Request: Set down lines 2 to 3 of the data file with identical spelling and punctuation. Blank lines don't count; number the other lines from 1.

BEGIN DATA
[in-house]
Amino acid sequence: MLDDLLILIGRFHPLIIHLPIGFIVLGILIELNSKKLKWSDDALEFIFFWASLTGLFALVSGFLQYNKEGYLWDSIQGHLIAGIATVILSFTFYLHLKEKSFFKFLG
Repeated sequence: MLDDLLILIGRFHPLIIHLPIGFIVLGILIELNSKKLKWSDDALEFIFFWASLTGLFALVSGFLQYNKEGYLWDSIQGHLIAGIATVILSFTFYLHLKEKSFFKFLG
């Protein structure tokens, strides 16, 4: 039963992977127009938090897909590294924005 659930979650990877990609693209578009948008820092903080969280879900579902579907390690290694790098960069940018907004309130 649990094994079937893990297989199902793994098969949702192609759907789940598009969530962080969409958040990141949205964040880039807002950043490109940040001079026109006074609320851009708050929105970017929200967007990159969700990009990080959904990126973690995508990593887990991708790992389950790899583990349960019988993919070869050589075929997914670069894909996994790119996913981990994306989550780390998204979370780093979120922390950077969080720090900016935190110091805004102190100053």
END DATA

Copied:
Amino acid sequence: MLDDLLILIGRFHPLIIHLPIGFIVLGILIELNSKKLKWSDDALEFIFFWASLTGLFALVSGFLQYNKEGYLWDSIQGHLIAGIATVILSFTFYLHLKEKSFFKFLG
Repeated sequence: MLDDLLILIGRFHPLIIHLPIGFIVLGILIELNSKKLKWSDDALEFIFFWASLTGLFALVSGFLQYNKEGYLWDSIQGHLIAGIATVILSFTFYLHLKEKSFFKFLG